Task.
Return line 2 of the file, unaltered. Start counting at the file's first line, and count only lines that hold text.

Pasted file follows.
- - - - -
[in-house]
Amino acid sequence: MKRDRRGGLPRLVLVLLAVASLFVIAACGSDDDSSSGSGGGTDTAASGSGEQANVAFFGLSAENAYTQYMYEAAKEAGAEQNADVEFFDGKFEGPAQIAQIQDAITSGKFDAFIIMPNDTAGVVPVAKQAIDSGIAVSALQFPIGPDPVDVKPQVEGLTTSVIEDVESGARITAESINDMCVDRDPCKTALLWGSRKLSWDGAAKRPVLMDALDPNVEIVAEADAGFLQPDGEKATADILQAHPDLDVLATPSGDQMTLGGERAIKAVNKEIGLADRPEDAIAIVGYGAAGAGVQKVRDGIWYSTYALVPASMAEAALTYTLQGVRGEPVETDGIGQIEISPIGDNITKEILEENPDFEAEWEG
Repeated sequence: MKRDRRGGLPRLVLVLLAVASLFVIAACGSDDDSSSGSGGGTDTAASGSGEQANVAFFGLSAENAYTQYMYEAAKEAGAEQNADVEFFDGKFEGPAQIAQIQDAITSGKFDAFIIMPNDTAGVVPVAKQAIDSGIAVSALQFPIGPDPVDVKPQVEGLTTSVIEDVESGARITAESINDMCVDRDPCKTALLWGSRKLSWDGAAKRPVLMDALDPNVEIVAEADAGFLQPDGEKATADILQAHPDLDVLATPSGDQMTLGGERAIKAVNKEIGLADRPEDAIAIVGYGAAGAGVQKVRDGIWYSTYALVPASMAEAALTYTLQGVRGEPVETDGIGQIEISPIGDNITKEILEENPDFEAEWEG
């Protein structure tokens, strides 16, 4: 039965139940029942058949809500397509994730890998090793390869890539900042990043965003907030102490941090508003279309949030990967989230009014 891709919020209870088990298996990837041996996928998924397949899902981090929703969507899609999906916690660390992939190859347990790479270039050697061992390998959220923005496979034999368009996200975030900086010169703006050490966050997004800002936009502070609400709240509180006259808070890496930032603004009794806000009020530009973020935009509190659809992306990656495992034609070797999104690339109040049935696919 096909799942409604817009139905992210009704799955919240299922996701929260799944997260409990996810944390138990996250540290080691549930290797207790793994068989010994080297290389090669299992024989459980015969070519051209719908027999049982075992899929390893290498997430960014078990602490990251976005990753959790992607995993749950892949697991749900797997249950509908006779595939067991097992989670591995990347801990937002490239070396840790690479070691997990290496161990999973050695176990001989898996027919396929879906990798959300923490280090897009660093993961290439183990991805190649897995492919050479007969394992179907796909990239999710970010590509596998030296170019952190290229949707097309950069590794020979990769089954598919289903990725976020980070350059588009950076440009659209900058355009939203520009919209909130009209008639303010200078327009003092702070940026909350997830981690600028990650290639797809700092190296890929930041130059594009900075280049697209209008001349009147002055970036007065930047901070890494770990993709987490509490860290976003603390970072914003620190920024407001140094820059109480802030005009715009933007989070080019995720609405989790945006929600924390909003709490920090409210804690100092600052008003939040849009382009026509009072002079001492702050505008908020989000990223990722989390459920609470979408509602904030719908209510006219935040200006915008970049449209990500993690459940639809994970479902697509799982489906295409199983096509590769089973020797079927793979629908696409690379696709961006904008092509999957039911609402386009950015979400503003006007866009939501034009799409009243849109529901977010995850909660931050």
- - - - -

Amino acid sequence: MKRDRRGGLPRLVLVLLAVASLFVIAACGSDDDSSSGSGGGTDTAASGSGEQANVAFFGLSAENAYTQYMYEAAKEAGAEQNADVEFFDGKFEGPAQIAQIQDAITSGKFDAFIIMPNDTAGVVPVAKQAIDSGIAVSALQFPIGPDPVDVKPQVEGLTTSVIEDVESGARITAESINDMCVDRDPCKTALLWGSRKLSWDGAAKRPVLMDALDPNVEIVAEADAGFLQPDGEKATADILQAHPDLDVLATPSGDQMTLGGERAIKAVNKEIGLADRPEDAIAIVGYGAAGAGVQKVRDGIWYSTYALVPASMAEAALTYTLQGVRGEPVETDGIGQIEISPIGDNITKEILEENPDFEAEWEG